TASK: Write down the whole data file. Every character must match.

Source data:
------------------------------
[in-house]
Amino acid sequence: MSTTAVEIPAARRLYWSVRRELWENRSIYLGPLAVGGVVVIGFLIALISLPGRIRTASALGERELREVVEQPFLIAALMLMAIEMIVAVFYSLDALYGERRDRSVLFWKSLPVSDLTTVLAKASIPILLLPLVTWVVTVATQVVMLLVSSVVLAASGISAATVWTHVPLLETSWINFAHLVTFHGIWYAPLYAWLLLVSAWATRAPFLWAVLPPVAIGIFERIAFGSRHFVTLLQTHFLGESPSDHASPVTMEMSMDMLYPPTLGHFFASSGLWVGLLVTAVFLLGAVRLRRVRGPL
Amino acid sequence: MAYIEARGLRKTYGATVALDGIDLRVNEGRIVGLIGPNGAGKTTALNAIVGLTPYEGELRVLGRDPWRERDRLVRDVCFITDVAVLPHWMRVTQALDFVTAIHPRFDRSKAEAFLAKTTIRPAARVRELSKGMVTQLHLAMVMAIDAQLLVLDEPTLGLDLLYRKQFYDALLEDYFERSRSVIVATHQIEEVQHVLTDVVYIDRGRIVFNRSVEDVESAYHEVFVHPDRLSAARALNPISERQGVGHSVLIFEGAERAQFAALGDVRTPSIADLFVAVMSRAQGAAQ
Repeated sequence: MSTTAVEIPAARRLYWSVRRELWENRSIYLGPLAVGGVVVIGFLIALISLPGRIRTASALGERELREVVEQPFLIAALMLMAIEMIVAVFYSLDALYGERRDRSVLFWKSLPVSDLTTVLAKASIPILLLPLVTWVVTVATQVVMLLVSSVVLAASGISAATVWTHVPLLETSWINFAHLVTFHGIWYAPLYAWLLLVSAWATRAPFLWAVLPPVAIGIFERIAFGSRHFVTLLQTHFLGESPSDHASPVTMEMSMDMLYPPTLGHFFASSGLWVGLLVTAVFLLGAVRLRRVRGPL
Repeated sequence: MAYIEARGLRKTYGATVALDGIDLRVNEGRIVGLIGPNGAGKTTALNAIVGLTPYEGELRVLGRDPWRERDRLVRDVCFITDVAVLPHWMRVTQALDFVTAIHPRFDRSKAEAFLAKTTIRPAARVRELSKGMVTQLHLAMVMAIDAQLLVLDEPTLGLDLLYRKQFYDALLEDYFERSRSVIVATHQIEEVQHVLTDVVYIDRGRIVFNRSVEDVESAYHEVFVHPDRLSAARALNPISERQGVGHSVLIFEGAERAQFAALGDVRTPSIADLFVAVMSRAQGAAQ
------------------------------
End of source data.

[in-house]
Amino acid sequence: MSTTAVEIPAARRLYWSVRRELWENRSIYLGPLAVGGVVVIGFLIALISLPGRIRTASALGERELREVVEQPFLIAALMLMAIEMIVAVFYSLDALYGERRDRSVLFWKSLPVSDLTTVLAKASIPILLLPLVTWVVTVATQVVMLLVSSVVLAASGISAATVWTHVPLLETSWINFAHLVTFHGIWYAPLYAWLLLVSAWATRAPFLWAVLPPVAIGIFERIAFGSRHFVTLLQTHFLGESPSDHASPVTMEMSMDMLYPPTLGHFFASSGLWVGLLVTAVFLLGAVRLRRVRGPL
Amino acid sequence: MAYIEARGLRKTYGATVALDGIDLRVNEGRIVGLIGPNGAGKTTALNAIVGLTPYEGELRVLGRDPWRERDRLVRDVCFITDVAVLPHWMRVTQALDFVTAIHPRFDRSKAEAFLAKTTIRPAARVRELSKGMVTQLHLAMVMAIDAQLLVLDEPTLGLDLLYRKQFYDALLEDYFERSRSVIVATHQIEEVQHVLTDVVYIDRGRIVFNRSVEDVESAYHEVFVHPDRLSAARALNPISERQGVGHSVLIFEGAERAQFAALGDVRTPSIADLFVAVMSRAQGAAQ
Repeated sequence: MSTTAVEIPAARRLYWSVRRELWENRSIYLGPLAVGGVVVIGFLIALISLPGRIRTASALGERELREVVEQPFLIAALMLMAIEMIVAVFYSLDALYGERRDRSVLFWKSLPVSDLTTVLAKASIPILLLPLVTWVVTVATQVVMLLVSSVVLAASGISAATVWTHVPLLETSWINFAHLVTFHGIWYAPLYAWLLLVSAWATRAPFLWAVLPPVAIGIFERIAFGSRHFVTLLQTHFLGESPSDHASPVTMEMSMDMLYPPTLGHFFASSGLWVGLLVTAVFLLGAVRLRRVRGPL
Repeated sequence: MAYIEARGLRKTYGATVALDGIDLRVNEGRIVGLIGPNGAGKTTALNAIVGLTPYEGELRVLGRDPWRERDRLVRDVCFITDVAVLPHWMRVTQALDFVTAIHPRFDRSKAEAFLAKTTIRPAARVRELSKGMVTQLHLAMVMAIDAQLLVLDEPTLGLDLLYRKQFYDALLEDYFERSRSVIVATHQIEEVQHVLTDVVYIDRGRIVFNRSVEDVESAYHEVFVHPDRLSAARALNPISERQGVGHSVLIFEGAERAQFAALGDVRTPSIADLFVAVMSRAQGAAQ